5. Graeme Smith (South Africa)
Graeme Smith may have retired in 2014 but his captaincy over the last decade is still far and away better than anything the game has seen for some time. Smith oversaw an 8 year (7 in the last decade) unbeaten run away from home that resulted in the Proteas becoming the number one test team in the world. To go almost a decade without tasting defeat on foreign soil is an accomplishment like no other. Smith also cemented his place as the world’s premium opener. There wasn’t a challenge Smith didn’t rise to over the last decade. He was a giant of a man and a leader like no other. It will be a long time before we see a captain like Smith take his team forward and give them an identity they were crying out for. He stood taller than any other over 10 years and has been the leading model for all young and aspiring captains.
4. Steve Smith (Australia)
Steve Smith is a man on a mission. Smith made his debut back in the summer of 2010 at Lords against Pakistan. He has scored 28 international hundreds and is currently the number one ranked test batsman in the world. Smith’s record in tests makes you instantly sit up and take notice. He is breaking the very ground the test world has been standing on. The New South Wales man is an awkward customer to bowl to and even more so to watch bat. He fidgets a lot and is always moving about, adjusting this and adjusting that. Despite all Smith’s mannerisms there is a genius to him. He finds a way when everyone else can’t. When a certain pitch looks like a minefield, Smith will invariably step up and craft a hundred when all those around him are being cheaply dismissed. Steve Smith will lead the way for a long time to come and will go on to break many Australian and international batting records. There’s no doubt that the last 7 years have set him up to be one of the greats of the game
3. AB de Villiers (South Africa)
Abraham Benjamin de Villiers is without a doubt the most skilful batsman to have played the game in the last 10 years. He has developed into a showstopper and world class player. He has scored 38 international hundreds since 2007 and has blown the world away with his rewriting of the cricket manual. AB holds the record for the fastest 50, 100, and 150 in ODI cricket. He is a passionate cricketer with a deep rooted desire to see South Africa win an ICC event. The man from Pretoria isn’t yet done with international cricket and will look to cap off a decade like no other by winning the 2019 World Cup with the Proteas. Whether he does or doesn’t, the world will look back on these 10 glorious years that de Villiers has given them and always have something to talk about. He has inspired a generation of cricketers that will see cricket in a new light. Thanks to AB de Villiers and the way he has played the game, cricket is alive and well.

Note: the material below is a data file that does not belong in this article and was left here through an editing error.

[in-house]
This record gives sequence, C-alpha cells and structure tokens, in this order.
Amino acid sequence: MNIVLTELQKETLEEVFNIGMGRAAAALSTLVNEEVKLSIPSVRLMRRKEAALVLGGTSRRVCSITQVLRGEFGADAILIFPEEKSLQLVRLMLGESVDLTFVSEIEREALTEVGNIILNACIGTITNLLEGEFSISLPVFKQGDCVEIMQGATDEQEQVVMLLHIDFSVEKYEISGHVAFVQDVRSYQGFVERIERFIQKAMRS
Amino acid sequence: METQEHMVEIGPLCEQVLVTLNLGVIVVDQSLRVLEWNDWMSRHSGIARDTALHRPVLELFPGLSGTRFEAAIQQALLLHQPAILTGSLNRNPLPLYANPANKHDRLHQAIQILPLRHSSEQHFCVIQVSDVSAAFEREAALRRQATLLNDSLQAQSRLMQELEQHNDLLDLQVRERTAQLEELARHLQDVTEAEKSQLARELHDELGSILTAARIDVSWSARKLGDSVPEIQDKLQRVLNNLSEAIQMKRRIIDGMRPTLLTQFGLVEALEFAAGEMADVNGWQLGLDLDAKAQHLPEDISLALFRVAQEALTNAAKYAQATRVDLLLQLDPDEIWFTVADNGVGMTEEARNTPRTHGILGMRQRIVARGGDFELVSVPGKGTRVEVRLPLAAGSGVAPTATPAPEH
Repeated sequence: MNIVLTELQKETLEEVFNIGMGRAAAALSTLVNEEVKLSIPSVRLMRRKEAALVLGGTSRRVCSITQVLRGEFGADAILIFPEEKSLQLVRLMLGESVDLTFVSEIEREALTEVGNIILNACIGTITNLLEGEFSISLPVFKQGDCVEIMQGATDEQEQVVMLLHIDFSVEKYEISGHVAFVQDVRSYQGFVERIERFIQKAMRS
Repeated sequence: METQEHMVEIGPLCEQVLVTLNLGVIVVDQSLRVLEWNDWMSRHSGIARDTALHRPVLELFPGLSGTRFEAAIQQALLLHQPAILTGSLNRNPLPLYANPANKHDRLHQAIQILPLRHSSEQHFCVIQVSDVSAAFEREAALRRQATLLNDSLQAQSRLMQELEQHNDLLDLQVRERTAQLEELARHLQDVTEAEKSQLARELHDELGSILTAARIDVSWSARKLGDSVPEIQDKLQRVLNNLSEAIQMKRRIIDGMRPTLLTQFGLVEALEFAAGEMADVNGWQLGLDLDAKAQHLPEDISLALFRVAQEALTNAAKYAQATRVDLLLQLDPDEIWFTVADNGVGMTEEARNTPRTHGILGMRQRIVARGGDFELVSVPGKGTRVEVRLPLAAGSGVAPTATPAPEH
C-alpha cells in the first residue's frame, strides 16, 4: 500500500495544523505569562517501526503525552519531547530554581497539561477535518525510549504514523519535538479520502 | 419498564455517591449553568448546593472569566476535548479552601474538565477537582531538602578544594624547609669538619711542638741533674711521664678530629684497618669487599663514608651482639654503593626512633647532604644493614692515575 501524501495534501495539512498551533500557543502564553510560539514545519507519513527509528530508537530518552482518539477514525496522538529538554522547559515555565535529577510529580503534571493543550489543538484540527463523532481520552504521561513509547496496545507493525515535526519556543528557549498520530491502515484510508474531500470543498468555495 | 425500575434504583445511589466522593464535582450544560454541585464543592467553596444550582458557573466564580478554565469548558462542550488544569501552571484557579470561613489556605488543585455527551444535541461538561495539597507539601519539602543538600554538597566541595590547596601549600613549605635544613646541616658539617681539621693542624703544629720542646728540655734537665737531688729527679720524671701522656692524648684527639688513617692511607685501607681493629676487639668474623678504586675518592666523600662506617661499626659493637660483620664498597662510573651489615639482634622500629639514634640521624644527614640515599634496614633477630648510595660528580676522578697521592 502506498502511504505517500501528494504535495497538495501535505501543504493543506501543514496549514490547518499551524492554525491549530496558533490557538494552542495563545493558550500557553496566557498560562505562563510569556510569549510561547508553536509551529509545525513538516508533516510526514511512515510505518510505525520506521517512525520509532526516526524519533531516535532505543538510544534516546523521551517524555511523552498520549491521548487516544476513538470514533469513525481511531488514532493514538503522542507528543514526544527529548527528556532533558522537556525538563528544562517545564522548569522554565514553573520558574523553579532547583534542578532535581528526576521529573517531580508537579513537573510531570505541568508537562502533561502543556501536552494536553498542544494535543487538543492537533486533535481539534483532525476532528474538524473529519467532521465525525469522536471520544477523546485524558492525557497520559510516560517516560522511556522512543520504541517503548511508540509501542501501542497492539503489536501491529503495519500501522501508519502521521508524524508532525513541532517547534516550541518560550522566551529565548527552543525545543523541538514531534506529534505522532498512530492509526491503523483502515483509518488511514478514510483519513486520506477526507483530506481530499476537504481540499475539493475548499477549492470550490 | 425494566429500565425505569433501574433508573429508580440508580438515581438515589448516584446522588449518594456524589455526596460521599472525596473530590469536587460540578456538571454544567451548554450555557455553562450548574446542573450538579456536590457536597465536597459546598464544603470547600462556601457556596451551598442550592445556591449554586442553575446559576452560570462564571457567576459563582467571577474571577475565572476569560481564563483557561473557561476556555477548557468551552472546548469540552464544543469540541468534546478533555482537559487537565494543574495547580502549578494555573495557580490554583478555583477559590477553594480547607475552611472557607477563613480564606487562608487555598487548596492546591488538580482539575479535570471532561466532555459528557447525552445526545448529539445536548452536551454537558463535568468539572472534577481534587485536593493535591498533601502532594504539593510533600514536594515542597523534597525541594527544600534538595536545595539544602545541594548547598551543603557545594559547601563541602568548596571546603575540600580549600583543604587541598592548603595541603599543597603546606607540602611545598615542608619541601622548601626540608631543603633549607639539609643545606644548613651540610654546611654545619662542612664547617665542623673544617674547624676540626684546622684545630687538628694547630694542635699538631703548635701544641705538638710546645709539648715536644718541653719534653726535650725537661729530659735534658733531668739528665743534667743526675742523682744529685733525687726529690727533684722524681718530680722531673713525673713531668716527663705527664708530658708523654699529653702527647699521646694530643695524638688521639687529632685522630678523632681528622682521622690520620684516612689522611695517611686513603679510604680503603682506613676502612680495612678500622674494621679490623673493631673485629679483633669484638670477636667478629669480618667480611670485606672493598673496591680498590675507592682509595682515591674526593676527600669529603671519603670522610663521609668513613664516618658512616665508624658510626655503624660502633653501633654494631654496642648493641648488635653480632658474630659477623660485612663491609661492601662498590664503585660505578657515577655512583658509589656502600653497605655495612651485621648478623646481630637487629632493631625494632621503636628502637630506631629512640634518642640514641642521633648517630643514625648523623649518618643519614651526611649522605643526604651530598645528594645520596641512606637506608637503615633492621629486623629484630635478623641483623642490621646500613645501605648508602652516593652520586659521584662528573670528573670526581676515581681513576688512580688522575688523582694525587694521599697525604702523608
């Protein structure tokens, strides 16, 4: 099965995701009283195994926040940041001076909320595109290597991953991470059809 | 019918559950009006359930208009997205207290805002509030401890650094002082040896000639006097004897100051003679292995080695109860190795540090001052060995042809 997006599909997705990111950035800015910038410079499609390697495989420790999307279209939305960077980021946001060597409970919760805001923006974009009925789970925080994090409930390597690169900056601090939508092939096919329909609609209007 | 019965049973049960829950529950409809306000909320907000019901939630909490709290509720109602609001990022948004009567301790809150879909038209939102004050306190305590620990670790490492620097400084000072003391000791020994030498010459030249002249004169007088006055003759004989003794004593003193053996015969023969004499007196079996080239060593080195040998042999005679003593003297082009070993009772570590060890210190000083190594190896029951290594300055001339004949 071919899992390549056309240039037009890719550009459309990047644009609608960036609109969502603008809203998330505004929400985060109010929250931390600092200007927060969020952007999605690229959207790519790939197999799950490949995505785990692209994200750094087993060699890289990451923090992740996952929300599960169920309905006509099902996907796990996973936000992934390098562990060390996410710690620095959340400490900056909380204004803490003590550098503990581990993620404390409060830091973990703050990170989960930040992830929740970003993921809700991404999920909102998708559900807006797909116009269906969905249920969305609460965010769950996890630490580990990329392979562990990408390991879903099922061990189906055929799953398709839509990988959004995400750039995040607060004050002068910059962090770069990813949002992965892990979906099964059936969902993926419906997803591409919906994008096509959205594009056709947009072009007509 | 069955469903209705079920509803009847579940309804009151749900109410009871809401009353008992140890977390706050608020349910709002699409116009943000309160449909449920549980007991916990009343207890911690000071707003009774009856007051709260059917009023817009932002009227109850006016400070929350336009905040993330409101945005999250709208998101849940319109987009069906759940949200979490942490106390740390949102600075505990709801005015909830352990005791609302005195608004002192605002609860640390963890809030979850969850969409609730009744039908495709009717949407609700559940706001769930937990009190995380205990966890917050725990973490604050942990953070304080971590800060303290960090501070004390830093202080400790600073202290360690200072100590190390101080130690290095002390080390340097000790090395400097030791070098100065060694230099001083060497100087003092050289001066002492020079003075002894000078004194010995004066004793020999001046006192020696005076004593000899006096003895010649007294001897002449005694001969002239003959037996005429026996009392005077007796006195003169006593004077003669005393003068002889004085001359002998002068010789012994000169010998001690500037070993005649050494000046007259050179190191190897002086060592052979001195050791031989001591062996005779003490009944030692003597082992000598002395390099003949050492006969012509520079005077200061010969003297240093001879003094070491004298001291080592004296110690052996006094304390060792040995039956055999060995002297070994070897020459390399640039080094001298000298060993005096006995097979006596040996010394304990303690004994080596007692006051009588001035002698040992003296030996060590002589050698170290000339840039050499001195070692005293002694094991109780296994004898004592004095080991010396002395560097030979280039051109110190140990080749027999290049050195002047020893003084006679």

2. James Anderson (England)
Jimmy Anderson is a master of his craft and most of England’s success at home over the last 10 years can be attributed to him. He can swing it both ways and treats cricket viewers to an art of swing bowling in conditions that usually lend a hand. Over the last decade he has become England’s leading test wicket taker and now has almost a 100 more than Ian Botham in second place. His 467 wickets put him in 6th place of the all time list in test cricket. It has been a decade that Anderson has used well and he’s capitalised on the amount of cricket England play. Any touring team coming to England will put Anderson at the top of their danger list. With a couple years left in him there is a good chance Anderson will get to the remarkable feat of having taken 500 international test wickets. With that accolade should come a knighthood, and an eternal place in English cricketing history.
1. Dale Steyn (South Africa)
Dale Steyn has had a decade like no other. He may not have taken as many wickets as James Anderson but that is down purely to the fact that he has played 37 test matches less. Steyn has been the best player of his generation and has been the most effective player in world cricket over the last 10 years. Steyn has the third best average out of the all time top 10 leading wicket takers in tests and the best average out of anyone over the last 10 years. His strike rate of 41.4 is better than not only anyone in the last 10 years that has taken over 400 wickets in their career but also the very best test cricket has ever seen. Persisting shoulder injuries have kept him out the game for the last year or so and this makes it easy to forget what a powerhouse player Dale Steyn really is. When Steyn does eventually retire, he will retire as a modern great and will be considered by some to be the very best fast bowler the world has ever seen. At 34 there is every chance a fit again and passionate Steyn will be back for one last rodeo.
Image Credit: Naparazzi